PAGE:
toofache32
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Re: Switch between physicians in the same practice?

Post by toofache32 »

celia wrote: Sun Jun 03, 2018 10:31 am Most doctors only have 10 or 20 reviews. Do you think that is all the patients they have ever seen?

Who do you think wrote those reviews? I would guess that most reviews (even for non-doctors) are written by those who had a bad experience or a very excellent experience. We just don't have enough time in this world to write reviews for every business, bakery, bagel we experienced recently! But if something is an extraordinary experience (good or bad), then we may want to share it.
And on the other side, there are medical practices that ask patients who are pleased with their care to leave a review to boost the number of good reviews. There are many marketing companies who promote and even set up avenues and online portals for this.
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eye.surgeon
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Re: Switch between physicians in the same practice?

Post by eye.surgeon »

InMyDreams wrote: Sun Jun 03, 2018 9:45 am
jaybee747 wrote: Sat Jun 02, 2018 1:06 pm ... he graduated few years ago...
I suspect he is a resident or fellow, working with the physician with whom you made the appointment.
Residents and fellows are almost always found in academic institutions, not private practices. Speaking as a former resident and fellow.
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toofache32
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Re: Switch between physicians in the same practice?

Post by toofache32 »

katnok wrote: Sun Jun 03, 2018 6:08 am
kenoryan wrote: Sun Jun 03, 2018 6:05 am Are you sure he was even a doc? PAs and Nurses wear white coats nowadays and walk around with a stethoscope around their neck. Easy to mistake them for a doctor. Some of them won’t even bother to correct you if you address them as doctor. Your surgeon might have PAs in his practice. You should call their office and get a clarification of the credentials of the person who saw you.
+1

Exactly what I was thinking.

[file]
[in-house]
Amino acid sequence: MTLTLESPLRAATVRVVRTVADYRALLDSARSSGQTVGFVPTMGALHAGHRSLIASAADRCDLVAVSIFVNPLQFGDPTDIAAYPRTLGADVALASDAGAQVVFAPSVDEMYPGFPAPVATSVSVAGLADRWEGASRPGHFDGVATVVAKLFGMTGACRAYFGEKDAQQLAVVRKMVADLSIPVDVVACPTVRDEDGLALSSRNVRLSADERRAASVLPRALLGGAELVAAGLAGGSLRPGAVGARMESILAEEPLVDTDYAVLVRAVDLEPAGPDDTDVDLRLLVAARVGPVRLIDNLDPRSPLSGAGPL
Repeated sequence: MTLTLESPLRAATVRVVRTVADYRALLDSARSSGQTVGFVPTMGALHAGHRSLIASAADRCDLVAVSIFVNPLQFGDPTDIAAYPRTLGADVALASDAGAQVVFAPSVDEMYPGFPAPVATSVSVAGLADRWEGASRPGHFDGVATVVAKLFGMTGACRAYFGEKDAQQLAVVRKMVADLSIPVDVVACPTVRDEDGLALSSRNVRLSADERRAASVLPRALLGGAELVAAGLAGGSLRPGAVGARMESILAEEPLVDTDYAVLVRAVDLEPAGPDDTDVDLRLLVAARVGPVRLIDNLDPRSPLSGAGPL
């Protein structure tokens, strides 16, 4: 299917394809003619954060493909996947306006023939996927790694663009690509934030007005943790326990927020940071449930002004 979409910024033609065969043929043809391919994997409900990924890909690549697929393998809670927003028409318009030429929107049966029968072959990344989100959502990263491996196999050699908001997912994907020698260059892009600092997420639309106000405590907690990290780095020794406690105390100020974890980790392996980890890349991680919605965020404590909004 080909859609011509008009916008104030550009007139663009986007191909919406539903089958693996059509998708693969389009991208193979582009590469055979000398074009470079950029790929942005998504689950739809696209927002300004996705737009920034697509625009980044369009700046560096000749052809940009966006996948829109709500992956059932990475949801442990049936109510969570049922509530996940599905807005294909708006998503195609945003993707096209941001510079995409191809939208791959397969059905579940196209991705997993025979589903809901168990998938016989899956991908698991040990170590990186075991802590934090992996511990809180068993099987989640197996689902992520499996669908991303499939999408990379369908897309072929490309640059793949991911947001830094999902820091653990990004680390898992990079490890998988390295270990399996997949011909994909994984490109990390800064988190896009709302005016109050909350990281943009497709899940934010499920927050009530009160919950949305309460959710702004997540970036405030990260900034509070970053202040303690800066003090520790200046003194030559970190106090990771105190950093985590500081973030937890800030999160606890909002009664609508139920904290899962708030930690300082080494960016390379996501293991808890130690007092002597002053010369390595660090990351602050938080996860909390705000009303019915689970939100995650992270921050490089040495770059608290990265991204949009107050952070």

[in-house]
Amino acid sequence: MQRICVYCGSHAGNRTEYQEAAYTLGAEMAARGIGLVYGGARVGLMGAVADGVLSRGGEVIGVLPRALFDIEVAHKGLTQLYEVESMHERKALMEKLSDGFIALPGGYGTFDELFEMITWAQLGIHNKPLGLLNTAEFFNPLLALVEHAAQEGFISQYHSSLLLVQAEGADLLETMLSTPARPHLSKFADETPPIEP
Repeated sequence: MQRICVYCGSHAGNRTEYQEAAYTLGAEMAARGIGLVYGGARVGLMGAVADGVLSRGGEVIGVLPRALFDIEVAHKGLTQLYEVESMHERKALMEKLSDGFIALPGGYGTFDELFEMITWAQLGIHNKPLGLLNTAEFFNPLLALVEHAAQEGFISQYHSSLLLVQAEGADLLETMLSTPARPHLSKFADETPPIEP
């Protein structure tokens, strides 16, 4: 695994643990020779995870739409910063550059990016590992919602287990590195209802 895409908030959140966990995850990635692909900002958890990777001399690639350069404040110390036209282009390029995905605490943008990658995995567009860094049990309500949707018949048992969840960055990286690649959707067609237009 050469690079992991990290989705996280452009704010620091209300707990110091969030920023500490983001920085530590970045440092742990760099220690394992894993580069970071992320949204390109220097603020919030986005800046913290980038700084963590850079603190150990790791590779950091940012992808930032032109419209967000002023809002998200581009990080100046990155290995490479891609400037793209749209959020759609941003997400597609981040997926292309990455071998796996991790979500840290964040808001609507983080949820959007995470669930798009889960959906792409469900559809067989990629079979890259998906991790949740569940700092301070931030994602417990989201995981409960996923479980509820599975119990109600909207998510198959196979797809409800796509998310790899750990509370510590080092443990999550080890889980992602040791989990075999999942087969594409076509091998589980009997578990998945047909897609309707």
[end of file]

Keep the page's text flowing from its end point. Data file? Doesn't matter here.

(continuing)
I was thinking this also. Very common these days.
jhwkr542
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Re: Switch between physicians in the same practice?

Post by jhwkr542 »

I agree, ignore online reviews. Also, could you clarify the reason you ended up seeing Dr. Substitute? Who is doing your surgery? If it's routine for that specialty, there's usually not a huge difference in outcomes between two surgeons.

Younger physicians, while being less experienced, also tend to have trained with newer technology and newer guidelines, so an older physician may tend to have worse outcomes than a younger physician.
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Re: Switch between physicians in the same practice?

Post by staythecourse »

StormShadow wrote: Sat Jun 02, 2018 8:57 pm
jaybee747 wrote: Sat Jun 02, 2018 1:06 pm I was searching the internet for a surgeon near me and found a very experienced physician with excellent reviews. Called the clinic and made an appointment. At the appointment I was attended by a different physician, seem to be very nice and knowledgeable, but much younger. When I got home, I searched the internet for that physician and could not find any review, I could only find that he graduated few years ago, he was even not listed in the practice website.
I am suppose to call next week to schedule the appointment for the procedure but now I am wondering, should I switch the physician? If so what is the right way to do it?
I'd make an appointment with the surgeon I wanted to have the consultation with in the first place.

Barring emergencies requiring immediate surgical intervention... I would never schedule an invasive procedure with anyone I hadn't vetted out ahead of time.

(FWIW, I'm a physician.)
Agreed from another doc. Honestly, I find it borderline unethical to be doing an elective surgery on a patient you have never seen. I think it is good medical care to be evaluated by the guy who is going to be wielding the knife.

Good luck.
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toofache32
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Re: Switch between physicians in the same practice?

Post by toofache32 »

jhwkr542 wrote: Sun Jun 03, 2018 11:33 pm Also, could you clarify the reason you ended up seeing Dr. Substitute? Who is doing your surgery?
Furthermore, Is this a private practice or an institutional setting? It is common in an institutional practice to not necessarily know who does your surgery. And the surgeons don't always know what surgery they are doing until the patient is rolling back. I am a contracted surgeon in such a setting one day a week. There are 3 of us to provide coverage for 2 ORs. One OR (the big room) is for a single 8-10 hour surgery where 2-3 surgeons work together. The other room (the small room) is for a series of shorter cases. When a patient rolls back to the small room, whichever of us is at a good stopping point will go do the other case while the other 2 surgeons continue in the longer case. Residents are the common thread linking preop and postop.